A case challenging the banning of wearing the hijab in educational institutions in Karnataka is being heard by the Supreme Court. The applications were filed in response to a Karnataka High Court decision upholding a state government decision allowing government schools and college development committees to impose a hijab ban on campus. A bench of Justices Hemant Gupta and Sudhanshu Dhulia is hearing the case.
Karnataka High Court Judgement
Recently, on March 15, in the case of Smt Resham v. the State of Karnataka, the Karnataka High Court upheld a Karnataka government order that effectively gave college development committees of government colleges in the State the authority to forbid Muslim female students from wearing hijabs on college campuses. In this case, Muslim female students from various colleges in Karnataka who had been denied permission to attend class because they were wearing the hijab filed petitions with the High Court.
A three-judge panel consisting of Former Chief Justice Ritu Raj Awasthi, along with Justices Krishna S. Dixit and J.M. Khazi, had ruled that:
- Hijab is not an essential part of Islam’s religious practises, and Article 25 of the Constitution which deals with the Freedom of Religion are subject to reasonable restrictions.
- The demand for uniforms constitutes a reasonable restriction on the right to freedom of expression under According to Article 19(1) (a).
Regarding limitations, petitioner counsel said that the freedom to wear a dress is a part of the fundamental right to free expression and that it would take a severe violation of this right to impose limitations on it in the name of “public order.” He questioned how it might be a public order issue if a girl wears a hijab inside a college if wearing one outside is not.
The 2018 Kerala High Court decision Fathima Thasneem v. the State of Kerala, which determined that the hijab was not a fundamental Islamic religious practice, served as the foundation for the Karnataka state order. However, this judgement, in the petitioner counsel’s opinion, was made in a distinct circumstance and cannot be applied to the circumstances in Karnataka. However, the Kerala High Court ruled in Amnah Bint Basheer v. CBSE in 2016 that the hijab is an essential religious practice in Islam. This directive permitted Muslim students to take the CBSE All-India Pre-Medical Entrance Test by covering their heads.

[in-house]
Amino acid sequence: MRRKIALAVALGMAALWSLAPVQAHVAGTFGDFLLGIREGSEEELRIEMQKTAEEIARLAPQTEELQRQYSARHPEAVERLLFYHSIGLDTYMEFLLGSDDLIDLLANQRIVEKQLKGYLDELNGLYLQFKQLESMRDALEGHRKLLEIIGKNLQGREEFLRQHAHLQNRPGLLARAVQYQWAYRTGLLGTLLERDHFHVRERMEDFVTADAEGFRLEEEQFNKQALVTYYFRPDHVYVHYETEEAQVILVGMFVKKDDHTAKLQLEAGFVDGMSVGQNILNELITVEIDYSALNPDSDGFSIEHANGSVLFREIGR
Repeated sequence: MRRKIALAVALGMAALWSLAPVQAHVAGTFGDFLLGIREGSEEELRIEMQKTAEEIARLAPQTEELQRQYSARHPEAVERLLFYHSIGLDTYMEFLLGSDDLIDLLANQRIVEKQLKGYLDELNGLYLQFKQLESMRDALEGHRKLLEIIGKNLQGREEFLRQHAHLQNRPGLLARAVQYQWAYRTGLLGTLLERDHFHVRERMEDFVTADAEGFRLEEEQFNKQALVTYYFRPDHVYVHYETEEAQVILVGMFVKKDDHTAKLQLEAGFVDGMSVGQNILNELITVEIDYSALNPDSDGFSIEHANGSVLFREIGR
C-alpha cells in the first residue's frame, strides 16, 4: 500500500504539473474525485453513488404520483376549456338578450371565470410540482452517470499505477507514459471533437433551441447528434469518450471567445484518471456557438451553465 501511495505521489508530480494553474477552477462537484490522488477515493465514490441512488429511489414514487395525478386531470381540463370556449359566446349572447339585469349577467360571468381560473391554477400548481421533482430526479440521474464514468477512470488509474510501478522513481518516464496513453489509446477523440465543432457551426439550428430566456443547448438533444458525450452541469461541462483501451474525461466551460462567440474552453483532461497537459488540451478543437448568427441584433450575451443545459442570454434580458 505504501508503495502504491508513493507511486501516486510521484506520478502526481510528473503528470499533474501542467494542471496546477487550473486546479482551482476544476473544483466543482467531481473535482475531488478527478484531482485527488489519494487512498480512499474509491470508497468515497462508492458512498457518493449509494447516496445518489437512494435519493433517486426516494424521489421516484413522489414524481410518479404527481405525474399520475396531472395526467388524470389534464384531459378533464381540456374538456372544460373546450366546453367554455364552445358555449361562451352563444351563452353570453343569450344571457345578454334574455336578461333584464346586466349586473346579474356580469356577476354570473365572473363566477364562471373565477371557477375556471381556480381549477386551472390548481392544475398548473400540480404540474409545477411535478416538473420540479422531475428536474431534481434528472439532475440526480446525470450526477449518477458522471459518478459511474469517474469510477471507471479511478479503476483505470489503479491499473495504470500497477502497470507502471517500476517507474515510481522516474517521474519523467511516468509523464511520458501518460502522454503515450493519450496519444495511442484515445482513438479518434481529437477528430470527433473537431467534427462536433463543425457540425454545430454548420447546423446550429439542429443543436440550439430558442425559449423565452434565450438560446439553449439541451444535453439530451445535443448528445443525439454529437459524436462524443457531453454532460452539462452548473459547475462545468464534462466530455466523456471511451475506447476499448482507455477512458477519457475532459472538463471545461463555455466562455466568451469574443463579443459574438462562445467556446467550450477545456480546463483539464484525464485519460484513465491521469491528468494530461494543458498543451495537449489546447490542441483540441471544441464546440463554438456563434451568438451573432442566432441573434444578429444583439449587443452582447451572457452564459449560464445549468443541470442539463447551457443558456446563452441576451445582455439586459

Recently, an appeal in the supreme court has been filed against the Karnataka high court judgement. It has contended that the High Court “failed to note that the right to wear a Hijab comes under the ambit of “expression” protected under Article 19(1)(a) of the Constitution.” Additionally, it argued that the High Court overlooked the fact that Article 21 of the Indian Constitution’s right to privacy covers the wearing of a hijab.
Some Important Highlights
- Hegde, who represented the appellants and asserted the right to wear the hijab, said: “Can you tell a grown lady that she would not have authority over her own idea of modesty? ”
- Justice Gupta questioned the senior counsel Hegde’s argument: “It might be a religious practice, but the question is can you take hijab to a school where a uniform is prescribed?”
- When speaking on behalf of the state government, Advocate General P Navadgi said: “School administrators wrote to us seeking guidance since after wearing the hijab, some students wore bhagwa shawls, which then caused turmoil in educational institutions. This serves as the context for the official order. The state was cautious not to impose any uniforms but left the door open for each institution to impose its own. Hijab is prohibited in some institutions. In this case, the government did not impede any rights. All we did was adhere to that institutional policy.
- Justice Dhuli posed the question, “Suppose there is a minority institution, may there be a hijab?” Yes, there might be, the Advocate General said in response. We have turned it over to the institution. There may be Islamic management institutions in Karnataka that permit the hijab. Government intervention doesn’t exist. However, the AG stated that college development committees are trusted to make decisions in the case of government-run institutions. Some have decided to forbid the hijab, such as the Udupi College.